Thakor’s area of expertise and research is neuroengineering, an emerging field defined by its use of engineering, computational, and mathematical approaches to solving problems in clinical neurosciences (the medical study of the human brain and nervous system). The central focus of Thakor’s lab is on developing a host of solutions—such as new and advanced sensors, instrumentation, micro- and nanotechnologies, and signal processing algorithms— that will lead to technology development and practical clinical applications for neurological use. “We take projects from basic research to commercial applications and research solutions from ‘bench to bedside,’ ” says Thakor. “After 10-15 years of basic research and development, here we are on the threshold of clinical use on patients in lifesaving situations. The university-industry partnership is the one that is making it happen. We couldn’t have done this without the Biomedical Engineering Department and the Whiting School. There’s a value to being next to a university campus. This could be the beginning of a industrial park or an incubator. Why not here?”
Hatching Ideas: The First Stage
Natarajan spent two years at Hopkins, earning his master’s in biomedical engineering in 1992. Although Thakor was away on sabbatical during part of this period, Natarajan remembers it as a very productive time. “Dr. Thakor and I actually raised our first offer for seed capital in 1991, with the help of JHU’s Office of Technology Licensing,” he says. “However, I decided that the project and timing were not quite right. I was not quite finished with my education, so we turned down that offer.”
In 1992, Natarajan entered the University of Chicago’s Pritzker School of Medicine, graduating with an MD in 1996. “Throughout that time, I continued to talk with Nitish on a regular basis,” he recalls. “I even spent my first summer during medical school back at Hopkins, working at his lab. We were hatching several different ideas on how we could create a company.”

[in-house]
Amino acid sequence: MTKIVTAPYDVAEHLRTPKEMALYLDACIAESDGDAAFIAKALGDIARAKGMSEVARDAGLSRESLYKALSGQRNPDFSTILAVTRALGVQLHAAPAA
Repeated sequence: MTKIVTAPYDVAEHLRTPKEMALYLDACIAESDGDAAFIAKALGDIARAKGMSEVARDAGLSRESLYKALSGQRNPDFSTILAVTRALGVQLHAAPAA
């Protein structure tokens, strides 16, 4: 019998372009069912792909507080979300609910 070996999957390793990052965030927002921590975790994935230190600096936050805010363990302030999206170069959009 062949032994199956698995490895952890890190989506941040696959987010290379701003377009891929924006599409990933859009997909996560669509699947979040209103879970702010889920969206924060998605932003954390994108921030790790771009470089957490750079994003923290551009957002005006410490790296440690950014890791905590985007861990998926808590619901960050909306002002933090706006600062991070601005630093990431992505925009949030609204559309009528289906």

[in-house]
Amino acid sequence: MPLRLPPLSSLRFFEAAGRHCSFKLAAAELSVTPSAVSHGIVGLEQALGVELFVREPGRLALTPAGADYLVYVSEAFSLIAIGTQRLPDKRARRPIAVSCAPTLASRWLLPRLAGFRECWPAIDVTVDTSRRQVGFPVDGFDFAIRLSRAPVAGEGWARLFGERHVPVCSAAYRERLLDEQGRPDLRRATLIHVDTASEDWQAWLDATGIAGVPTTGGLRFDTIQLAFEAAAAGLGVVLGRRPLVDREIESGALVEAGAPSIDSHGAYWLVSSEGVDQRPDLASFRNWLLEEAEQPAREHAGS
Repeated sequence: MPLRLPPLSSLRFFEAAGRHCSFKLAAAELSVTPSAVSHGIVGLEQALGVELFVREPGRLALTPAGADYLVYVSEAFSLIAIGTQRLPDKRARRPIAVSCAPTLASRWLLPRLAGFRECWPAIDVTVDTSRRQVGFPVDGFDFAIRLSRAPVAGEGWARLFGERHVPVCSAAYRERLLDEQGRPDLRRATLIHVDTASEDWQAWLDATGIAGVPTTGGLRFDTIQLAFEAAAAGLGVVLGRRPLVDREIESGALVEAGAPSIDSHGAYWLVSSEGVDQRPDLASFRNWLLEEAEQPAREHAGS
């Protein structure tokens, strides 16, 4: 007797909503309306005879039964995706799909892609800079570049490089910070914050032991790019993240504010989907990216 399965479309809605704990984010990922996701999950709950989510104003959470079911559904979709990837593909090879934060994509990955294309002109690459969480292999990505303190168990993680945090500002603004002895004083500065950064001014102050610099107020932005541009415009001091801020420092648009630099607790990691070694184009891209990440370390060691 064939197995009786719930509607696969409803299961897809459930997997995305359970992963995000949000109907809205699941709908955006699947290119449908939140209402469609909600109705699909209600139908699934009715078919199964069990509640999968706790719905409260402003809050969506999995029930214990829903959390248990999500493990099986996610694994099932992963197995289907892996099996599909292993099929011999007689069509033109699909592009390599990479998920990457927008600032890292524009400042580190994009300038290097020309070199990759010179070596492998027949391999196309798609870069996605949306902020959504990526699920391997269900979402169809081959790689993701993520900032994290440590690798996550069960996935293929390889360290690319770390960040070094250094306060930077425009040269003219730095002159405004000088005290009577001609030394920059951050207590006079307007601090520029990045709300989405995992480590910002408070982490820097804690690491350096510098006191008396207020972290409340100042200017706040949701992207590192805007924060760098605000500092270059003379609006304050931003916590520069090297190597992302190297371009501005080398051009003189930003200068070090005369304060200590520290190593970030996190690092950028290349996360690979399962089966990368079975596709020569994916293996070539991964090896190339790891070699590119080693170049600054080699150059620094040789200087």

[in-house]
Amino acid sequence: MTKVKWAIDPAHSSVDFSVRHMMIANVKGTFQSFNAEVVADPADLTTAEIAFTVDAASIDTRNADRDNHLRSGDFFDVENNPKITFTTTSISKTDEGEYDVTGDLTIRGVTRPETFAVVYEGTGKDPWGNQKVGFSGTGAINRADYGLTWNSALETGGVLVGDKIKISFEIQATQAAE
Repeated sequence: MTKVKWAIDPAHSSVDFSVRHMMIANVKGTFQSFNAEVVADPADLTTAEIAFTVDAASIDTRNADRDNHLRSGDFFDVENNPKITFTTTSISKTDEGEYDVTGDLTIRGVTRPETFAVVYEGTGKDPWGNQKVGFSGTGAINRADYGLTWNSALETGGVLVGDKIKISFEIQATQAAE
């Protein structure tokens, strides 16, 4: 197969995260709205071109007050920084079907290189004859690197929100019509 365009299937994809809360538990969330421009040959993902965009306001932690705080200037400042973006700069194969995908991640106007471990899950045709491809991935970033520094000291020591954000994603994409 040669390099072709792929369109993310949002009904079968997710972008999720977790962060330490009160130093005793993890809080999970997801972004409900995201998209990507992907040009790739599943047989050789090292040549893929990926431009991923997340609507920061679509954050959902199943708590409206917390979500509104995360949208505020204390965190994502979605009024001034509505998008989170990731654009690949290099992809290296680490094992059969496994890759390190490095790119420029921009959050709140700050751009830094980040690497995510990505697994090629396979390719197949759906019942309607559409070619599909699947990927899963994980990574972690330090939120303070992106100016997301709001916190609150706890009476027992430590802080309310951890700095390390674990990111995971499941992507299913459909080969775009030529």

By 1996, the timing seemed right. After receiving special permission from the American Board of Obstetricians and Gynecologists to complete a part-time residency track leading to certification as an OB/GYN physician, Natarajan returned to Baltimore—with the goal of starting a new company with his mentor, a company assertively named Infinite Biomedical Technologies.
The new company would greatly benefit from Thakor’s expertise. More a decade ago, through his neurological studies, Thakor began to investigate a problem pointed out to him by neurologists and anesthesiologists—that of not being able to understand the rhythms in the brain, especially for the purposes of clinical diagnosis. The human brain, like the heart, is regulated by electrical charges or “signals.” The repeated sequence of these signals forms a recognizable rhythm, which can be monitored and analyzed. Decoding and understanding brain rhythms can be critical in at least two ways, according to Thakor. “One issue is monitoring a patient while under anesthesia, or in an operating room for brain or spine surgery. Another is assessing potential damage when a patient suffers cardiac arrest and blood flow to the brain is interrupted.”